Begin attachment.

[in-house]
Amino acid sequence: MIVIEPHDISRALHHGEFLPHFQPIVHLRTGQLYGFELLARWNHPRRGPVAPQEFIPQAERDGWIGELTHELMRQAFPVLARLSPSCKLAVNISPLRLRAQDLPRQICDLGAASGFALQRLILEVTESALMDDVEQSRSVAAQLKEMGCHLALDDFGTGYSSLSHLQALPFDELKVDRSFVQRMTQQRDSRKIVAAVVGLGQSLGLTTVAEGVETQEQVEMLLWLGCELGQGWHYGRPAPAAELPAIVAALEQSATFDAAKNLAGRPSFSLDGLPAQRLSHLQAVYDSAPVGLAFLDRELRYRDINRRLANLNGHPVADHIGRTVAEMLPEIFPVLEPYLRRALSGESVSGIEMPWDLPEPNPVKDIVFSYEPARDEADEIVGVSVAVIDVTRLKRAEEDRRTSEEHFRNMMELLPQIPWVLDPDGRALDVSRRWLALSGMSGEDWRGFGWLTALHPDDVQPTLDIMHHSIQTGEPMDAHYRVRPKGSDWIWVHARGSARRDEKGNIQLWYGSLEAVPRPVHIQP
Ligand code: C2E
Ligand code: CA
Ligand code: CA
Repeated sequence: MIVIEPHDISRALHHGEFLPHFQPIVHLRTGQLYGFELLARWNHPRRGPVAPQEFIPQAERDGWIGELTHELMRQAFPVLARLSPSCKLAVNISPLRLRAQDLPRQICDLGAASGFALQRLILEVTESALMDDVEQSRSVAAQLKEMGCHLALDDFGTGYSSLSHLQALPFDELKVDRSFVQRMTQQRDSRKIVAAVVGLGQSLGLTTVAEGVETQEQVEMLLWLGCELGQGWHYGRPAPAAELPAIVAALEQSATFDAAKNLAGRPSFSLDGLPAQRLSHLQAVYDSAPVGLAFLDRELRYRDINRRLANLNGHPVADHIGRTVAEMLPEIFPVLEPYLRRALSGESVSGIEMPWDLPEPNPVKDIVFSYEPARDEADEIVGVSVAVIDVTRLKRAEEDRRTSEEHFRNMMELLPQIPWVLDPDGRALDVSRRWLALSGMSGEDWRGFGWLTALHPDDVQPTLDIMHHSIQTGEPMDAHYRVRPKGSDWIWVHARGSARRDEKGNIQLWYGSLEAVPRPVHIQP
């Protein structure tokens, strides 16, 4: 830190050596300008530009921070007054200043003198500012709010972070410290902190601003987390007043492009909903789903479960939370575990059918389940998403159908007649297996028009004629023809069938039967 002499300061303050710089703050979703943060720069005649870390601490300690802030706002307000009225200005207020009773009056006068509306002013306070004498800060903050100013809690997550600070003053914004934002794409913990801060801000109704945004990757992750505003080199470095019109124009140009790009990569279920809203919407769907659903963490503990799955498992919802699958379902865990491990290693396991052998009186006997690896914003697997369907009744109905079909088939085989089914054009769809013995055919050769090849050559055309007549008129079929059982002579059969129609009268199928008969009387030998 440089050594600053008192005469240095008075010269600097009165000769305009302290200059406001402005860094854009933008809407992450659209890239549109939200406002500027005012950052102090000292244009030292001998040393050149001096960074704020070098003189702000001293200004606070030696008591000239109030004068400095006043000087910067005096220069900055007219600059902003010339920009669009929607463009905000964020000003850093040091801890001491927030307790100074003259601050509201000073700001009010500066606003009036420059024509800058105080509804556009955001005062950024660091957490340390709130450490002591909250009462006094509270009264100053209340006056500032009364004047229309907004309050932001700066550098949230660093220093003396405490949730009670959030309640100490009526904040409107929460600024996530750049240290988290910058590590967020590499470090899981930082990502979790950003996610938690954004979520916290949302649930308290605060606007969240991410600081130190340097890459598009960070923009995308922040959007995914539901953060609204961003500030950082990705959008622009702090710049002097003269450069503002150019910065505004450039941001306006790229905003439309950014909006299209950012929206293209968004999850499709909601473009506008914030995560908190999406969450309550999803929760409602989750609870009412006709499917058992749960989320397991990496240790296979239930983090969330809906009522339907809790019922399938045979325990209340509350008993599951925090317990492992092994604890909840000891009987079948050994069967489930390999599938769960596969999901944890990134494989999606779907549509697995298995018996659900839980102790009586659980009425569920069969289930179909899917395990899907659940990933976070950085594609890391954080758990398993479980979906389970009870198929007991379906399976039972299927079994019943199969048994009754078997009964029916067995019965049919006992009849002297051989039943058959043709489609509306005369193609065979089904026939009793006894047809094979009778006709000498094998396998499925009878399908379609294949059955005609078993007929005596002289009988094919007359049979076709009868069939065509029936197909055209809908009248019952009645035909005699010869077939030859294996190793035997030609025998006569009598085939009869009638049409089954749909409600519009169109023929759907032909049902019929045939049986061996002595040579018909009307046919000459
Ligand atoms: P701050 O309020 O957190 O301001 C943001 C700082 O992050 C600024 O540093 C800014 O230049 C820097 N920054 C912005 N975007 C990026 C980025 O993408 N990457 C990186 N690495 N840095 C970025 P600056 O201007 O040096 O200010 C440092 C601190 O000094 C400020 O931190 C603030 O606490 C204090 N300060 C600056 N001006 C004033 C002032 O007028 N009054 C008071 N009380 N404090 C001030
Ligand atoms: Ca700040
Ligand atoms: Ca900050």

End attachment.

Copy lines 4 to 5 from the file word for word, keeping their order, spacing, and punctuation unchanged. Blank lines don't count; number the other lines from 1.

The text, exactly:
Ligand code: CA
Ligand code: CA